NORFOLK — Curling doesn't look that dangerous. Does it?
I didn't think so, that is, until I went to step on the ice and heard this: "Never step on the ice slider foot first. Because you'll die. All right? So go ahead."
That was Jonathan Barbagallo, icemaker and long-time curler at the Norfolk Curling Club, who gave me a quick lesson before men's league play started on Wednesday night at the newly rebuilt club.
Your slider foot is the foot with a plastic slider attached to the bottom of your shoe. We are talking pretty much zero traction here — thus, the warning.
The slider helps you slide forward in a lunge position when you throw the curling stone down the ice. You have a rubber gripper bootie on your other foot; that's the one you step onto the ice with. Then you kind of shuffle around and try not to fall.
I can skate and ski, I told Jon. So how hard could curling be?
"Those skills will not give you any advantage whatsoever, I'm warning you now," Barbagallo said.
All right. At this point, I wondered out loud if I should have brought a helmet. Some people do, he said. And he wasn't kidding.
But I didn't fall. And it was fun. Trying the sport gave me an appreciation of how difficult it is. Essentially, you have to push a 42-pound piece of granite approximately 138 feet and place it to within the inch of where the skip — the team captain — tells you to. And the people sweeping in front of the stone? Honestly, I liked throwing it better. When you sweep, it's not like casually sweeping a floor. You have to get down low and push down hard on the broom, which generates friction, which melts the little pebbles of ice in front of the curling stone so it goes where the skip wants it to. And you have to look where you're going. And not fall.
Thankfully, I didn't have the slider on my foot for that part.
"This is where the cardiovascular comes in," Barbagallo said. "The top curlers at the Olympics, they get pretty bulked up. At that level, they can make a stone go an extra 10-15 feet further than if they didn't sweep it at all. Sweeping, what it does microscopically, is it affects the pebble, all those little bumps that you put down [on the ice]. When you throw a curling stone, by spinning it left or right, it curls, hence the name of the sport. What the sweeping does is it lessens the arc and it elongates it."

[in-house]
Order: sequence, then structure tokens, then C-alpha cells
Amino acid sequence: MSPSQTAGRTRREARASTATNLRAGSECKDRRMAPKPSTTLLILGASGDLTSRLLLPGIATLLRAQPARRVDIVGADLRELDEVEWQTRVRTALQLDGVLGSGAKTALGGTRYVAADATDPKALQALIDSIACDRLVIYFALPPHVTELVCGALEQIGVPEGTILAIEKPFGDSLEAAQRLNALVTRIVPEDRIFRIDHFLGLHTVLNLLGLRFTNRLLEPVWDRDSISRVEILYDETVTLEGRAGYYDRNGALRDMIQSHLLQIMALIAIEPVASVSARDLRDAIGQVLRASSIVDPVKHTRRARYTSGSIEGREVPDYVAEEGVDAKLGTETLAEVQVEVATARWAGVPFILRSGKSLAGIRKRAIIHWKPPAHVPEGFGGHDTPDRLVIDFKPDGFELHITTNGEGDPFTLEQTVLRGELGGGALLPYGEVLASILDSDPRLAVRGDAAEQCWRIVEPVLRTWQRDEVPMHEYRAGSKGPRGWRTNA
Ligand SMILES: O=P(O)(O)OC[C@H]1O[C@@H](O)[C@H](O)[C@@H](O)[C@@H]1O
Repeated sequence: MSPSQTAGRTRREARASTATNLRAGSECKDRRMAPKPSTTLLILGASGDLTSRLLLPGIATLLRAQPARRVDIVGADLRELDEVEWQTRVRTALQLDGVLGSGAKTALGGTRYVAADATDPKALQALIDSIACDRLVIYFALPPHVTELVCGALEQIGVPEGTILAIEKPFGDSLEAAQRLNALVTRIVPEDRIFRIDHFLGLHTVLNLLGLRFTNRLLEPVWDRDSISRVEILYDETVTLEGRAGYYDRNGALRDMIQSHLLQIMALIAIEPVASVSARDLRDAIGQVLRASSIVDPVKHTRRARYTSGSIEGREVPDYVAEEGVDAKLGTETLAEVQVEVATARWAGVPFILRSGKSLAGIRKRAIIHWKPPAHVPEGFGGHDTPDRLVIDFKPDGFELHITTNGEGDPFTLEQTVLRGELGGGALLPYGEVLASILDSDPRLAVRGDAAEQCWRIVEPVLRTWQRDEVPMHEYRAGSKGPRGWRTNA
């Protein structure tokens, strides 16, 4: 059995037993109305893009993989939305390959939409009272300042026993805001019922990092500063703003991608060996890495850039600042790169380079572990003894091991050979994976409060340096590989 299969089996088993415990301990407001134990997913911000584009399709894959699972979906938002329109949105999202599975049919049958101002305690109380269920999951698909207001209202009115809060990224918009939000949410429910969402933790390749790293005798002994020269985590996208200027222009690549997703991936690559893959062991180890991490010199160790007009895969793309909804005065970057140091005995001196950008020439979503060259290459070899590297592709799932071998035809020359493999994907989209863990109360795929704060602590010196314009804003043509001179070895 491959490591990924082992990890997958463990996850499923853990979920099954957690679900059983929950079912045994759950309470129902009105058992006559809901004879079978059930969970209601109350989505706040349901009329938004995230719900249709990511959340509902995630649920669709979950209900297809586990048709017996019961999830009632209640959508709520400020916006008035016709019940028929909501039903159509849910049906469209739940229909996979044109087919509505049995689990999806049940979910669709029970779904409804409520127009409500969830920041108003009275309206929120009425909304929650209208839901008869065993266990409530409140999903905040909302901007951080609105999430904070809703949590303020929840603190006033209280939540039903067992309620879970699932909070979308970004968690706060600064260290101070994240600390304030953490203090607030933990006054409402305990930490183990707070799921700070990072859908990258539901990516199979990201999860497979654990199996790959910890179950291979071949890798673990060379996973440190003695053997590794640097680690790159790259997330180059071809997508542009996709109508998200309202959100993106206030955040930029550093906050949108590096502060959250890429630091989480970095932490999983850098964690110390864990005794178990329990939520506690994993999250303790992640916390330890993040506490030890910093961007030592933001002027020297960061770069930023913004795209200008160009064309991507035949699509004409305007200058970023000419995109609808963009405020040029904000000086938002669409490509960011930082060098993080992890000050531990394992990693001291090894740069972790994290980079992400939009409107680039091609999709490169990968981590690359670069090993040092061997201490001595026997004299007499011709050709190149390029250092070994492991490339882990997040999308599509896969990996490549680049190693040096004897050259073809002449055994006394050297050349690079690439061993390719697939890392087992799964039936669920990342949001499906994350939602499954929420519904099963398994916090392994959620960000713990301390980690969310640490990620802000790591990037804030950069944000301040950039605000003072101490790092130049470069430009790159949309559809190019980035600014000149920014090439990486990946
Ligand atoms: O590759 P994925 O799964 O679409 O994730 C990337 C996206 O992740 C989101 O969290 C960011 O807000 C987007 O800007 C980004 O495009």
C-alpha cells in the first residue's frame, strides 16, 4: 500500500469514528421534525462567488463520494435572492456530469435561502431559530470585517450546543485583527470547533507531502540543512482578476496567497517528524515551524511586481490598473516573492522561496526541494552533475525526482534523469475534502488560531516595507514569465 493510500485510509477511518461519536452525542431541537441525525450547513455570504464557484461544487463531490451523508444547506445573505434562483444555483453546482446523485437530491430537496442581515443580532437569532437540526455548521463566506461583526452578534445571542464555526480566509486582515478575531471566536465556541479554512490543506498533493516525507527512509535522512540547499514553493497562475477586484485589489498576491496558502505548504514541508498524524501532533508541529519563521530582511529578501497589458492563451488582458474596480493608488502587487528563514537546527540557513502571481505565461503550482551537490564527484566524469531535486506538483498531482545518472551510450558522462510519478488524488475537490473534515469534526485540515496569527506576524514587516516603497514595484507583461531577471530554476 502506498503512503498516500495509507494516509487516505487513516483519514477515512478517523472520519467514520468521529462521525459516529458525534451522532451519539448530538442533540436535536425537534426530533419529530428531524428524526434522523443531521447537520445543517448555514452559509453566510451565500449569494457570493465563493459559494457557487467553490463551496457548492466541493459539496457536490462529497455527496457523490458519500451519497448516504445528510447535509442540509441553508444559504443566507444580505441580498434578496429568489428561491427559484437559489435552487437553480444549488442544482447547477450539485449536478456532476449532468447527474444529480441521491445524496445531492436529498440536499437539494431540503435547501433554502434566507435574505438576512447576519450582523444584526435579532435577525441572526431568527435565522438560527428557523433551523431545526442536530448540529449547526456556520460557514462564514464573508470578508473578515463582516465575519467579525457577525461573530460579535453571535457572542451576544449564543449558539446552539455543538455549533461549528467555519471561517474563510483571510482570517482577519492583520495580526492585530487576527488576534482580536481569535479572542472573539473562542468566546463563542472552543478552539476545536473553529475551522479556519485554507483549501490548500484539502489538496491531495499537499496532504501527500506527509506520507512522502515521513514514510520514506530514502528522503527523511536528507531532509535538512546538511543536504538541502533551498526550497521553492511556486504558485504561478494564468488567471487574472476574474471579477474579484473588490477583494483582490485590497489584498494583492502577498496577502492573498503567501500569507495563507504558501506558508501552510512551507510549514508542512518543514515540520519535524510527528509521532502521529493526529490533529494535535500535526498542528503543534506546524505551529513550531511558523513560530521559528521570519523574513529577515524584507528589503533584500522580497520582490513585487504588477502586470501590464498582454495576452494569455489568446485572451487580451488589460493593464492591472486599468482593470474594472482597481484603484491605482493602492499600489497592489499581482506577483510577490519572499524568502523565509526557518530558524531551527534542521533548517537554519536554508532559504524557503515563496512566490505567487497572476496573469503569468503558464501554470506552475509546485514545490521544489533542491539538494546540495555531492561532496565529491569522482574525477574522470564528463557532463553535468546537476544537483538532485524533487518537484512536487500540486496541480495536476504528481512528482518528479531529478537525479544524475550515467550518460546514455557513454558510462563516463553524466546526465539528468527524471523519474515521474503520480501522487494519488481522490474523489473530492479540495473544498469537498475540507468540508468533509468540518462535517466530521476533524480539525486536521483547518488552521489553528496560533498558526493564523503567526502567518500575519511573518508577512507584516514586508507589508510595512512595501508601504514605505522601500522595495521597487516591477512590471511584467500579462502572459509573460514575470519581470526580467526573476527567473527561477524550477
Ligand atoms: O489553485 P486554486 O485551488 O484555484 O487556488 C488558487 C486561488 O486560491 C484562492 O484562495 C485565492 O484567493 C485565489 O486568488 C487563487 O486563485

My stones didn't actually curl but a few made it down to the house, or the bulls-eye target, on the opposite end of the ice. And did I mention I didn't fall? (I mean, there were a few people actually watching, so the pressure was on).
The Norfolk Curling Club, which was burned down by arsonists two years ago and then rebuilt and reopened this winter, is one of two in the state and has seen a surge of interest due to both the new building and the Winter Olympics.
Barbagallo expected about 300-400 people for an open house Saturday and said about 25 people also showed up for the last Learn to Curl clinic.
"Everybody wants to sit around the couch and say, 'Oh, that sport is too freakin' easy. That's not a sport,'" he said. "Then they're going to come out on Saturday [for the open house], hit the bar, fall on their butts, make fun of each other. If two guys come, one's going to cheer when they throw it all the way down and then they're going to be gone for another four years. That's not the people we want to attract. We want the ones who will come here Saturday, like it, start to get the strategy and get hooked."
The sport cuts across all demographics, at least in Norfolk. There were Springfield College students, a teacher from Housatonic Valley Regional High School in Falls Village and some 20- and 30-somethings all out on the ice last weekend at the Learn to Curl clinic.
Barbagallo has been curling for 25 years. His dad, who introduced him to the sport and started curling when he moved to Norfolk in the early 1970s, was out on the ice Wednesday night. There are kids' clinics. The older folks who don't want to lunge to release the rock may use a long stick to do it, saving their knees and their backs from the strain. Anybody can do it.
So I guess, at age 49, I'm in the right demographic. I'll be back.
For more information on the Norfolk Curling Club or learning to curl, go to http://www.rocknorfolk.com.